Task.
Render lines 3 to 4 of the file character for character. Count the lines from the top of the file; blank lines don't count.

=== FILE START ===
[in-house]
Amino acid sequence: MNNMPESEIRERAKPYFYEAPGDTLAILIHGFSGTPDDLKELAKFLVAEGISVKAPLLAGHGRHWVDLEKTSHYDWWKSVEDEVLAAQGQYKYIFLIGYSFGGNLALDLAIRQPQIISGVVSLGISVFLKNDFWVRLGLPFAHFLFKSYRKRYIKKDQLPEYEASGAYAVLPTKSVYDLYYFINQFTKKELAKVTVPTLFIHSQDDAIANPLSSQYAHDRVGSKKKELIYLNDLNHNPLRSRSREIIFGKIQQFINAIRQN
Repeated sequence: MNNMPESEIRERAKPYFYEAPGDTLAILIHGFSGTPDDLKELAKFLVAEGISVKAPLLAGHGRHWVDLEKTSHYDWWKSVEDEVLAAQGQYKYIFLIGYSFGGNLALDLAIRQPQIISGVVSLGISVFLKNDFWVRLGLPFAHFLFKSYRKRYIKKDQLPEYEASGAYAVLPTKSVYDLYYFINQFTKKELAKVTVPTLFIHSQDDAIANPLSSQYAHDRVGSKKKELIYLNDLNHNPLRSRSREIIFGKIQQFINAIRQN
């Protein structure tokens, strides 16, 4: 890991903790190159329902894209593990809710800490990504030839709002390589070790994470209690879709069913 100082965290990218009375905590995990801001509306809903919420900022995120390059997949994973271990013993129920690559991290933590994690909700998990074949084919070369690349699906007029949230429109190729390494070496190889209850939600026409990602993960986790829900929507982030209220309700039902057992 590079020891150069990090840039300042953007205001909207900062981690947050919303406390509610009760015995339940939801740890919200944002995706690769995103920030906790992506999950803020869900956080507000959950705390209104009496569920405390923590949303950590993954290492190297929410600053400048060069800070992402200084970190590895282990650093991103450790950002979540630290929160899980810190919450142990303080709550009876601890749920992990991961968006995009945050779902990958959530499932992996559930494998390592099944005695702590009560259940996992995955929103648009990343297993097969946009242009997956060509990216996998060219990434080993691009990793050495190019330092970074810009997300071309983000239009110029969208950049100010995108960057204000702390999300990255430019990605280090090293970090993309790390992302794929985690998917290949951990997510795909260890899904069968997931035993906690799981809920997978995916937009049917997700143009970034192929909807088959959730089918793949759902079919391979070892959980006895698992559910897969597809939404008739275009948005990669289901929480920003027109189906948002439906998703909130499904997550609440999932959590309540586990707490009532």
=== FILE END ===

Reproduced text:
Repeated sequence: MNNMPESEIRERAKPYFYEAPGDTLAILIHGFSGTPDDLKELAKFLVAEGISVKAPLLAGHGRHWVDLEKTSHYDWWKSVEDEVLAAQGQYKYIFLIGYSFGGNLALDLAIRQPQIISGVVSLGISVFLKNDFWVRLGLPFAHFLFKSYRKRYIKKDQLPEYEASGAYAVLPTKSVYDLYYFINQFTKKELAKVTVPTLFIHSQDDAIANPLSSQYAHDRVGSKKKELIYLNDLNHNPLRSRSREIIFGKIQQFINAIRQN
């Protein structure tokens, strides 16, 4: 890991903790190159329902894209593990809710800490990504030839709002390589070790994470209690879709069913 100082965290990218009375905590995990801001509306809903919420900022995120390059997949994973271990013993129920690559991290933590994690909700998990074949084919070369690349699906007029949230429109190729390494070496190889209850939600026409990602993960986790829900929507982030209220309700039902057992 590079020891150069990090840039300042953007205001909207900062981690947050919303406390509610009760015995339940939801740890919200944002995706690769995103920030906790992506999950803020869900956080507000959950705390209104009496569920405390923590949303950590993954290492190297929410600053400048060069800070992402200084970190590895282990650093991103450790950002979540630290929160899980810190919450142990303080709550009876601890749920992990991961968006995009945050779902990958959530499932992996559930494998390592099944005695702590009560259940996992995955929103648009990343297993097969946009242009997956060509990216996998060219990434080993691009990793050495190019330092970074810009997300071309983000239009110029969208950049100010995108960057204000702390999300990255430019990605280090090293970090993309790390992302794929985690998917290949951990997510795909260890899904069968997931035993906690799981809920997978995916937009049917997700143009970034192929909807088959959730089918793949759902079919391979070892959980006895698992559910897969597809939404008739275009948005990669289901929480920003027109189906948002439906998703909130499904997550609440999932959590309540586990707490009532």